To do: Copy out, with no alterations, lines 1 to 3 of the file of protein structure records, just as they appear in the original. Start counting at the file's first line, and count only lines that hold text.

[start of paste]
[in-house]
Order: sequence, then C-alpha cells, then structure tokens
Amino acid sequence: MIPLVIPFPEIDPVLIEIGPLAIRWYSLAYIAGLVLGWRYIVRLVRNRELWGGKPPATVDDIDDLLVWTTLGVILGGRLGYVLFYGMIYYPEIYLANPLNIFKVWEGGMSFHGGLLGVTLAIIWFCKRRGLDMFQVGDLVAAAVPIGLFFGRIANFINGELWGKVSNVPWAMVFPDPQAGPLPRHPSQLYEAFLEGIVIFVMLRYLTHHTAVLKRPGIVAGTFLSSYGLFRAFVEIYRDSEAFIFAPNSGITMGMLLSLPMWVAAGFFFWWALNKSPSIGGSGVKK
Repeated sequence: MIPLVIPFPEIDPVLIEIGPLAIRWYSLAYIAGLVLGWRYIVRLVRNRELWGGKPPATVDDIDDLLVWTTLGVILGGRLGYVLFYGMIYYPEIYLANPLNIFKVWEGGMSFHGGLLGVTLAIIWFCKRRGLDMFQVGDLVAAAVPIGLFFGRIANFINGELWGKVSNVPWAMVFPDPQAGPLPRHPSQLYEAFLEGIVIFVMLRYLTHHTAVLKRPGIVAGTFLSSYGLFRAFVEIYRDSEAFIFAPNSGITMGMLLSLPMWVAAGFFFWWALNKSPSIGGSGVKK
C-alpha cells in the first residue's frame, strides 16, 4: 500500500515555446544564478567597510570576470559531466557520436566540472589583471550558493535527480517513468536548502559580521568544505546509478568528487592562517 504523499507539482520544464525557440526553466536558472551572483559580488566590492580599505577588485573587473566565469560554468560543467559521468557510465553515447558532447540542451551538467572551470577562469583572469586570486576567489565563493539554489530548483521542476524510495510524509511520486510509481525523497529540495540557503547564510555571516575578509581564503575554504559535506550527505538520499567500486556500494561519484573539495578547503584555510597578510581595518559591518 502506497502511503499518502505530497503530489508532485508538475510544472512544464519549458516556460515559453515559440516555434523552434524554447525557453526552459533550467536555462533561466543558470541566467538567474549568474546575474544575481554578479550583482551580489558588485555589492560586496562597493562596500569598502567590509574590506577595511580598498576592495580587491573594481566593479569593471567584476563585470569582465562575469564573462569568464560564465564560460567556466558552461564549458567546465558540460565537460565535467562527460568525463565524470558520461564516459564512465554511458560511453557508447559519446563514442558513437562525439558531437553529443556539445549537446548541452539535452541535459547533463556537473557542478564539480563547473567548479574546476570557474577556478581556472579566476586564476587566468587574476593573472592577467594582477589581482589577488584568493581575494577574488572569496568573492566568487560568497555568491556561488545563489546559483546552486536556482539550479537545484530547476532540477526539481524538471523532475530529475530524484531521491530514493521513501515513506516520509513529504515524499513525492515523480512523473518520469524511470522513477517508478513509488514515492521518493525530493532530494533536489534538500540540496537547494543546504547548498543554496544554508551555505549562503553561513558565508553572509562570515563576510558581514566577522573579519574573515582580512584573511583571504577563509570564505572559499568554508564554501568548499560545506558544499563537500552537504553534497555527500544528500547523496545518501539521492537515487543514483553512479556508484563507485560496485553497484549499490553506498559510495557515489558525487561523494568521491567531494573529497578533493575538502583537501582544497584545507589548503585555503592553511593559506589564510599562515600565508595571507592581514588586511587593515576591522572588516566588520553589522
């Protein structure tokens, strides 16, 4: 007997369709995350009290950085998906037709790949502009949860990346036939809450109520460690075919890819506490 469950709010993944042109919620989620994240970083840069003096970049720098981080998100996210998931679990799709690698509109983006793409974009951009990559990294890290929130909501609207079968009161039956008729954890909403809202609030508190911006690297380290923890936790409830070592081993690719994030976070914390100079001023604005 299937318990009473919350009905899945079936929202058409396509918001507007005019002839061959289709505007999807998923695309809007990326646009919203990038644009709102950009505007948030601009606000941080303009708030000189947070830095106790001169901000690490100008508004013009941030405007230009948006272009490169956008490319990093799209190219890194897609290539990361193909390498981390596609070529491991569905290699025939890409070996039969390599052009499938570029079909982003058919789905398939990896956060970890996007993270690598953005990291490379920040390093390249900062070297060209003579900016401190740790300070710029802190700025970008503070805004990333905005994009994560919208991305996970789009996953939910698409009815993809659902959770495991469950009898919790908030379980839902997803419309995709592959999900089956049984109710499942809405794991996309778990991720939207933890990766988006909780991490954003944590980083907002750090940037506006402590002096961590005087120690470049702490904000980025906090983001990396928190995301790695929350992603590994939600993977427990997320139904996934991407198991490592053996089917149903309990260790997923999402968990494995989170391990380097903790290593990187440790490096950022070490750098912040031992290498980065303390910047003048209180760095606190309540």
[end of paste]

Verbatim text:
[in-house]
Order: sequence, then C-alpha cells, then structure tokens
Amino acid sequence: MIPLVIPFPEIDPVLIEIGPLAIRWYSLAYIAGLVLGWRYIVRLVRNRELWGGKPPATVDDIDDLLVWTTLGVILGGRLGYVLFYGMIYYPEIYLANPLNIFKVWEGGMSFHGGLLGVTLAIIWFCKRRGLDMFQVGDLVAAAVPIGLFFGRIANFINGELWGKVSNVPWAMVFPDPQAGPLPRHPSQLYEAFLEGIVIFVMLRYLTHHTAVLKRPGIVAGTFLSSYGLFRAFVEIYRDSEAFIFAPNSGITMGMLLSLPMWVAAGFFFWWALNKSPSIGGSGVKK